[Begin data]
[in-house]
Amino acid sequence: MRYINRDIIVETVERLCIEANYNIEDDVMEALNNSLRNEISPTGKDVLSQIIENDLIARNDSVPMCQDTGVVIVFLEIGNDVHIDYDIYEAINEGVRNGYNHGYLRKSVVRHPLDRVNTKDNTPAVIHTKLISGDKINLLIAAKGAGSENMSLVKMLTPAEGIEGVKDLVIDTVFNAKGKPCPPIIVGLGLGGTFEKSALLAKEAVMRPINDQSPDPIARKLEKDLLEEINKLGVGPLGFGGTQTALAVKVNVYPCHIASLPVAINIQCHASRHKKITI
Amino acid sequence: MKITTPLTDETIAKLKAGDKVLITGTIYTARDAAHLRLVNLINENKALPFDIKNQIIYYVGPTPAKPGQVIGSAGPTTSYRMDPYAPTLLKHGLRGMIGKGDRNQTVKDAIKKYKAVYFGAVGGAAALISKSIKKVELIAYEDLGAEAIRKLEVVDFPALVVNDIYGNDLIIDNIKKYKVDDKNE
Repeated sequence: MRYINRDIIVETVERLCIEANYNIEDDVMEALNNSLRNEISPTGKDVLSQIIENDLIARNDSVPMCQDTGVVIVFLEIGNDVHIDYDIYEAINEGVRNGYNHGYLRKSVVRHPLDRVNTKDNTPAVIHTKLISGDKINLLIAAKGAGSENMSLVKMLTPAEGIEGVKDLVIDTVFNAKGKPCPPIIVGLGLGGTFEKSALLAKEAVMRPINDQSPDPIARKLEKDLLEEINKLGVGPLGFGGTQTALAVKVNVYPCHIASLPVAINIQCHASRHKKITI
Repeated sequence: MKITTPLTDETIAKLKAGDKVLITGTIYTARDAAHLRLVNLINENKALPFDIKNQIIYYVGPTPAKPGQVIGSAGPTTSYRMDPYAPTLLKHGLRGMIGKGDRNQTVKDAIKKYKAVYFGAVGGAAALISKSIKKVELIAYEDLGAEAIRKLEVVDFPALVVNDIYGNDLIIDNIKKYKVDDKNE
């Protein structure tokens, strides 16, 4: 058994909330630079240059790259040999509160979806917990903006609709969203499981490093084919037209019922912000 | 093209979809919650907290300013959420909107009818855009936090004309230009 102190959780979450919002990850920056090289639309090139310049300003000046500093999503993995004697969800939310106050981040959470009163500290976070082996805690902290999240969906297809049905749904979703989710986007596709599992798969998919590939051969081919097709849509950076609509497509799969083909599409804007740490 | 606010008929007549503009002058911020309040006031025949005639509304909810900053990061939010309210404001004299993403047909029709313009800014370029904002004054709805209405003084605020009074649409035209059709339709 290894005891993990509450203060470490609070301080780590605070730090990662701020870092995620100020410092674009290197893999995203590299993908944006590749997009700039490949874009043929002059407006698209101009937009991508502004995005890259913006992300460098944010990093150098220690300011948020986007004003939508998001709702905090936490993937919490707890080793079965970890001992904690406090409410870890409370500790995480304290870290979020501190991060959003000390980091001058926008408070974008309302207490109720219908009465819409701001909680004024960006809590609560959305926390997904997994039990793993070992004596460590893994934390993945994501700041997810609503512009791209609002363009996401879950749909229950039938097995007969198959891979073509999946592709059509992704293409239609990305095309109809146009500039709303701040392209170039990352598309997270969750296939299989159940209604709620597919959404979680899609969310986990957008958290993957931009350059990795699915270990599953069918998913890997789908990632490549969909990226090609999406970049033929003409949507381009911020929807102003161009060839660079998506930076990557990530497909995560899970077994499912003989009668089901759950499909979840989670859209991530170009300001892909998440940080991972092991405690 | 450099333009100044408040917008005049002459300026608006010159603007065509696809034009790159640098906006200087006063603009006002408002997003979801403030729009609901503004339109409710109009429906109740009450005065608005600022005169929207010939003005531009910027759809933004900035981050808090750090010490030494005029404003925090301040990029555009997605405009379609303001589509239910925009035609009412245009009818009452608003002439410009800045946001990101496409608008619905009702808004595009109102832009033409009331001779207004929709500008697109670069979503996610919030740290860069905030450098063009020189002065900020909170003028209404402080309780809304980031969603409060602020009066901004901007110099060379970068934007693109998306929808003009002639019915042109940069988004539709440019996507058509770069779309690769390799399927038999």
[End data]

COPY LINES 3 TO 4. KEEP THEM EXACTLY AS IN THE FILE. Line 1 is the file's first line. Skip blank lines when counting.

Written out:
Amino acid sequence: MKITTPLTDETIAKLKAGDKVLITGTIYTARDAAHLRLVNLINENKALPFDIKNQIIYYVGPTPAKPGQVIGSAGPTTSYRMDPYAPTLLKHGLRGMIGKGDRNQTVKDAIKKYKAVYFGAVGGAAALISKSIKKVELIAYEDLGAEAIRKLEVVDFPALVVNDIYGNDLIIDNIKKYKVDDKNE
Repeated sequence: MRYINRDIIVETVERLCIEANYNIEDDVMEALNNSLRNEISPTGKDVLSQIIENDLIARNDSVPMCQDTGVVIVFLEIGNDVHIDYDIYEAINEGVRNGYNHGYLRKSVVRHPLDRVNTKDNTPAVIHTKLISGDKINLLIAAKGAGSENMSLVKMLTPAEGIEGVKDLVIDTVFNAKGKPCPPIIVGLGLGGTFEKSALLAKEAVMRPINDQSPDPIARKLEKDLLEEINKLGVGPLGFGGTQTALAVKVNVYPCHIASLPVAINIQCHASRHKKITI